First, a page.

One of my co-workers was just diagnosed in his early 60's with a congenital "hole in the heart" (http://www.nhlbi.nih.gov/health/health-topics/topics/holes/). His wife told me that he never knew he had this. His symptoms were dizziness, feet/neck swelling, fatigue, and heart palpitations. Early on, he had heart tests, but nothing turned up. Finally, they had what is called a "bubble test," and that showed a small opening. He had a simple nearly out-patient procedure, and all the symptoms went away. The doctors said he probably would have collapsed/died eventually if he had tried anything strenuous. They also said many people have this disorder but never know about it. You can have it from birth and it simply doesn't show up unless you have this more intensive search or identify the problems.
Interestingly, I had a student last week that almost went into cardiac arrest after eating a big chocolate bar and a large caffeinated soft drink. He had this condition too, and will also be having the simple closure procedure.
Paul Jaminet speaks on this: http://perfecthealthdiet.com/?p=3474. Chronic exercise causes oxidative stress, shitty diets contribute to and compound that stress. I'm not saying all of these people had poor diets, but most endurance athletes are known to binge on carbs, often in the form of wheat and other junk.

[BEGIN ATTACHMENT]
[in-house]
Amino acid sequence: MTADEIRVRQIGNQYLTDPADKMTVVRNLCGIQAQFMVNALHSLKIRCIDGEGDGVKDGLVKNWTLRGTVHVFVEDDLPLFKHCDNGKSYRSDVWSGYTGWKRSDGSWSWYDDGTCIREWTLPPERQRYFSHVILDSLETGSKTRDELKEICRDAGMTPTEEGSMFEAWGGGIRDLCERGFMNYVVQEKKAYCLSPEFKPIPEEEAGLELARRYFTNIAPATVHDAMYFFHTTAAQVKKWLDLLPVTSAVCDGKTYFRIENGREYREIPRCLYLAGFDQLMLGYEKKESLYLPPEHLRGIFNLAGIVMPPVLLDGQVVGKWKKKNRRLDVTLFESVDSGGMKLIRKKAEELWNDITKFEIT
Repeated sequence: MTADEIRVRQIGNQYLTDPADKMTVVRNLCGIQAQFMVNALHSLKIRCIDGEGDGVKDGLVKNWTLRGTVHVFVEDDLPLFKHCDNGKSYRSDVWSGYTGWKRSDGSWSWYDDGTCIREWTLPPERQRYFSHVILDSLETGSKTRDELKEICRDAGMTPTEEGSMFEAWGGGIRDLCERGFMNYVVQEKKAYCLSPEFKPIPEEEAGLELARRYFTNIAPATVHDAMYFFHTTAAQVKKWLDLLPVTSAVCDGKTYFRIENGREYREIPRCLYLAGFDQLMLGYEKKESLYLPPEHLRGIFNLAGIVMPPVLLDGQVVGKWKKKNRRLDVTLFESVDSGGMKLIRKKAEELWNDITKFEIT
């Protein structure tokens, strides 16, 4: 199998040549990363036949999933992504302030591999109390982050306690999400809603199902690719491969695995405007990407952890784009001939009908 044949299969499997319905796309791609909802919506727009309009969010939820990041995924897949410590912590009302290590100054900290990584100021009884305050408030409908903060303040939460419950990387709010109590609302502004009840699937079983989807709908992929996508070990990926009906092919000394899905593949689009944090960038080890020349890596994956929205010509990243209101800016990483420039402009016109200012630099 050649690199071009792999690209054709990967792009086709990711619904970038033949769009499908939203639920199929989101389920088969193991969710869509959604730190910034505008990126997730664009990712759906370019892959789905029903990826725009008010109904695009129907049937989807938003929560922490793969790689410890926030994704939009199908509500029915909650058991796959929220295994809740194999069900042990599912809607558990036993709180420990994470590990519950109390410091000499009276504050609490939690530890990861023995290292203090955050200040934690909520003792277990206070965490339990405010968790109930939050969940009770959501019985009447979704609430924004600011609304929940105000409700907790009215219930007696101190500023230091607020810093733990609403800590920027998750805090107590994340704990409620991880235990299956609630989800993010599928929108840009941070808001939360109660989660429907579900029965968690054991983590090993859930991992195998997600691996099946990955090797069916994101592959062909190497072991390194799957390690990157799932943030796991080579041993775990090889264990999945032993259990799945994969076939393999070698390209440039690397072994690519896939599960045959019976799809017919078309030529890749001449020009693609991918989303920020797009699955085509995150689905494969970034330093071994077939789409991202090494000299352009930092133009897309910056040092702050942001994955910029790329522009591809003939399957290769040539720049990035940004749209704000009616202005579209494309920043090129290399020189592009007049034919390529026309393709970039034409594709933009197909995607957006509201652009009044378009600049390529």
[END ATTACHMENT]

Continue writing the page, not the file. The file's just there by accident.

I am curious to know your views from a paleo perspective on this issue
There is nothing "Paleo" at all about top level sports, it's pushing the body to the extreme. It's neither healthy or normal or "paleo". Athletes are willing to take the risk for financial gain or glory.
Push anything to the edge and you will get greater output levels, but with the increased chance of it breaking: Human bodies, F1 cars, overclocked pc's, whatever.
Hey this is a great question. I have what is called an Athletic Heart Syndrome, and it is where the right ventricle (I think) of your heart is enlarged. It is common in endurance athletes. I grew up in both soccer and swimming at a highly competitive level, and have been compulsively exercising more or less since I was 11. My resting pulse is between 42 and 48 depending on the types of activities I've been doing.
I do get worried that I may just keel over and die one day after a workout. As far as I know, the athletes that typically die suddenly to which you are referring had AHS. For some reason this results in SUD (sudden unexpected death) after intense exertion.
Paleo Diet For Athletes 7 Answers